Flyers finally put away Penguins

Flyers forward Scott Hartnell (centre) scores on Penguins goaltender Marc-Andre Fleury during Game...

Flyers forward Scott Hartnell (centre) scores on Penguins goaltender Marc-Andre Fleury during Game 6 of their NHL Eastern Conference quarterfinal series at the Wells Fargo Center in Philadelphia, Penn., April 22, 2012. (TIM SHAFFER/Reuters)

Rob Longley, QMI Agency

, Last Updated: 12:38 AM ET

PHILADELPHIA - For the notoriously tough Philadelphia crowd, the Broad Street Bully element of the Flyers first-round upset of the Stanley Cup favourites was a crowd pleaser.

But in the end, matching the speed and skill of the Pittsburgh Penguins was the deciding factor in a riveting series you didn't really want to end.

On their third chance to clinch, the Flyers managed to close out Sidney Crosby and the Pens Sunday afternoon at the Wells Fargo Center with a decisive 5-1 victory to wrap up the best-of-seven series in six games.

In the end, the Flyers stars, especially Claude Giroux, outshone the best of the Penguins, a team that with a healthy Crosby seemed poised to make a deep post-season run.

Instead, they were eliminated in the first round for the second consecutive April, once again by a team seeded lower.

"There was a lot of buildup to this series and the way the first three games went ... they were physical, they were dirty, they were everything that you want in a playoff game," Flyers forward Scott Hartnell said. "The amount of goals that were scored were a little ridiculous. But we're moving on and that's all that matters now."

While the tempers that boiled over in Game 3 cooled with the series on the line, that fight-filled contest certainly was a flashpoint. It turned all of Philadelphia against Crosby. Many couldn't resist derisive chants at the Penguins star as the clock wound down Sunday.

So too was the opener back in Pittsburgh. At the end of the first period, of the first game, the Penguins were making it look like it wasn't going to be much of a series at all. Crosby opened the scoring in the first two minutes and by the intermission, his team had blitzed to a 3-0 lead.

The Flyers stormed back to win in overtime and, functionally, the series was never the same.

While players like Giroux, Jaromir Jagr and Danny Briere were doing their thing for the Flyers, the Penguins power brokers couldn't match them.

Crosby didn't register a point in the final two games and the NHL's leading regular-season scorer, Evgeni Malkin, never had a truly dominant game either. Still, the Penguins might have been able to get by without big totals from those two if goalie Marc-Andre Fleury had been within shouting distance of adequate.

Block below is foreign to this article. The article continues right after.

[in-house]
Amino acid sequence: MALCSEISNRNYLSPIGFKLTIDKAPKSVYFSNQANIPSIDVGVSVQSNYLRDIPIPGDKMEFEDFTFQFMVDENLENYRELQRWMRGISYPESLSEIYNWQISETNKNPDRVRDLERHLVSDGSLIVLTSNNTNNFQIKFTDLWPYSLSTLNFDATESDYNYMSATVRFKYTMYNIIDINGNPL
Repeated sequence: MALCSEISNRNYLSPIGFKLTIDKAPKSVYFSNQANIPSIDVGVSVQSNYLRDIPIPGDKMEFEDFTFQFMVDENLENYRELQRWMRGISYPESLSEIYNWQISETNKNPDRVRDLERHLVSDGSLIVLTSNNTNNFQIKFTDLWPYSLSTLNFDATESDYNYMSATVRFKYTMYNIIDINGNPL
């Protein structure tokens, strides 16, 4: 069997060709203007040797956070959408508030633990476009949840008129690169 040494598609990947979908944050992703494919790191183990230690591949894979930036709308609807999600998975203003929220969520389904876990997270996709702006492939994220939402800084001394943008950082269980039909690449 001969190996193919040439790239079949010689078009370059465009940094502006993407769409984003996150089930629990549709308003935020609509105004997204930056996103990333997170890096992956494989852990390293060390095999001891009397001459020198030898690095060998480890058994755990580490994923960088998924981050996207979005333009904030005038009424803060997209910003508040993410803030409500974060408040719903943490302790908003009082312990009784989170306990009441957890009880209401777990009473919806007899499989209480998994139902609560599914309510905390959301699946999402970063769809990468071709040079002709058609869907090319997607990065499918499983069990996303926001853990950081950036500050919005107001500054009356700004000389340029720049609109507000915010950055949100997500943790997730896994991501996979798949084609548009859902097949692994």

"We knew we were going to score goals, it was a matter that we didn't keep it out of our net," Penguins forward Pascal Dupuis said. "The potential was there. You can have the best player in the game (Crosby), but if you don't execute, you don't battle, you don't keep the puck out of your own net, you're not going to win."

The Flyers certainly won the battles in the Game 6 clincher, starting from the opening shift. Giroux's rocking hit of Crosby was followed by a goal just 32 seconds in. This time, it was the Flyers who would open up a 3-0 lead and, with their best defensive effort of the series, never let the Pens within two goals the rest of the way.

With the Penguins surging to try and stay alive in a third consecutive elimination game, the Flyers paid the price, blocking a whopping 40 shots. With Fleury struggling mightily once again, the Flyers were never in doubt despite being out shot 31-23.

A strong finish to the season, which allowed them to get the No. 4 seed, had the Penguins confident heading in. But drawing the Flyers was no bargain, especially since their division and intra-state rival had captured the regular-season meetings by a 4-2 margin.

"Even before the series started, I felt like we had the confidence to play head-to-head against them," Flyers forward Jagr said. "We played pretty good against them during the regular season. The confidence was here."

The confidence was certainly with the Penguins as well, which led to even higher expectations. As gallant as their effort to get back into the series was with wins in Games 4 and 5, too many defensive miscues in too many of the games were their undoing.

"To get (Crosby) back with 14 games (left in the regular season) and have a full complement of players given what this group," Penguins coach Dan Bylsma said, "it maybe even sets the expectation even higher."

And makes the disappointment that much greater.

rob.longley@sunmedia.ca

twitter.com/longleysunsport


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